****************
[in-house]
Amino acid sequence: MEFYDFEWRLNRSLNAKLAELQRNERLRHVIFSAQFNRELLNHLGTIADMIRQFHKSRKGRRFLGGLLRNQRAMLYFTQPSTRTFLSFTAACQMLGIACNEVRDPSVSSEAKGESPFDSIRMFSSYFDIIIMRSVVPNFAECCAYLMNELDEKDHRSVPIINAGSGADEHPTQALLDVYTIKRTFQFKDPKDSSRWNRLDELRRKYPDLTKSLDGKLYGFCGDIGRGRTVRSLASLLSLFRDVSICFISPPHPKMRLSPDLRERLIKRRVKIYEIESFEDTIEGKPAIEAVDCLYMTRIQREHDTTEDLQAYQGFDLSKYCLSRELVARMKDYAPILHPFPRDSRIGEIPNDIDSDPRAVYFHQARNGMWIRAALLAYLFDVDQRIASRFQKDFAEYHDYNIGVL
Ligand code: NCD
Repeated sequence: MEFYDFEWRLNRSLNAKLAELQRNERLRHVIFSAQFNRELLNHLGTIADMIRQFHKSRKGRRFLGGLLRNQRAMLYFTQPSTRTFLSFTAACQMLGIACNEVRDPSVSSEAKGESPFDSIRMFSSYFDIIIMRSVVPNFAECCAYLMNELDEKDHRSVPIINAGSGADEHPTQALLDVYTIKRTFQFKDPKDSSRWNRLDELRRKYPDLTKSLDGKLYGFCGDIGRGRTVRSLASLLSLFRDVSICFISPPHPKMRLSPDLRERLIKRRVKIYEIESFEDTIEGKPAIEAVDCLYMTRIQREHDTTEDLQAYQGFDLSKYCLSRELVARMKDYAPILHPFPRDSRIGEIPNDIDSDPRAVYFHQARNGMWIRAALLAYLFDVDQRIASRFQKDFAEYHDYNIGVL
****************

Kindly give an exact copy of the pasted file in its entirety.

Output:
[in-house]
Amino acid sequence: MEFYDFEWRLNRSLNAKLAELQRNERLRHVIFSAQFNRELLNHLGTIADMIRQFHKSRKGRRFLGGLLRNQRAMLYFTQPSTRTFLSFTAACQMLGIACNEVRDPSVSSEAKGESPFDSIRMFSSYFDIIIMRSVVPNFAECCAYLMNELDEKDHRSVPIINAGSGADEHPTQALLDVYTIKRTFQFKDPKDSSRWNRLDELRRKYPDLTKSLDGKLYGFCGDIGRGRTVRSLASLLSLFRDVSICFISPPHPKMRLSPDLRERLIKRRVKIYEIESFEDTIEGKPAIEAVDCLYMTRIQREHDTTEDLQAYQGFDLSKYCLSRELVARMKDYAPILHPFPRDSRIGEIPNDIDSDPRAVYFHQARNGMWIRAALLAYLFDVDQRIASRFQKDFAEYHDYNIGVL
Ligand code: NCD
Repeated sequence: MEFYDFEWRLNRSLNAKLAELQRNERLRHVIFSAQFNRELLNHLGTIADMIRQFHKSRKGRRFLGGLLRNQRAMLYFTQPSTRTFLSFTAACQMLGIACNEVRDPSVSSEAKGESPFDSIRMFSSYFDIIIMRSVVPNFAECCAYLMNELDEKDHRSVPIINAGSGADEHPTQALLDVYTIKRTFQFKDPKDSSRWNRLDELRRKYPDLTKSLDGKLYGFCGDIGRGRTVRSLASLLSLFRDVSICFISPPHPKMRLSPDLRERLIKRRVKIYEIESFEDTIEGKPAIEAVDCLYMTRIQREHDTTEDLQAYQGFDLSKYCLSRELVARMKDYAPILHPFPRDSRIGEIPNDIDSDPRAVYFHQARNGMWIRAALLAYLFDVDQRIASRFQKDFAEYHDYNIGVL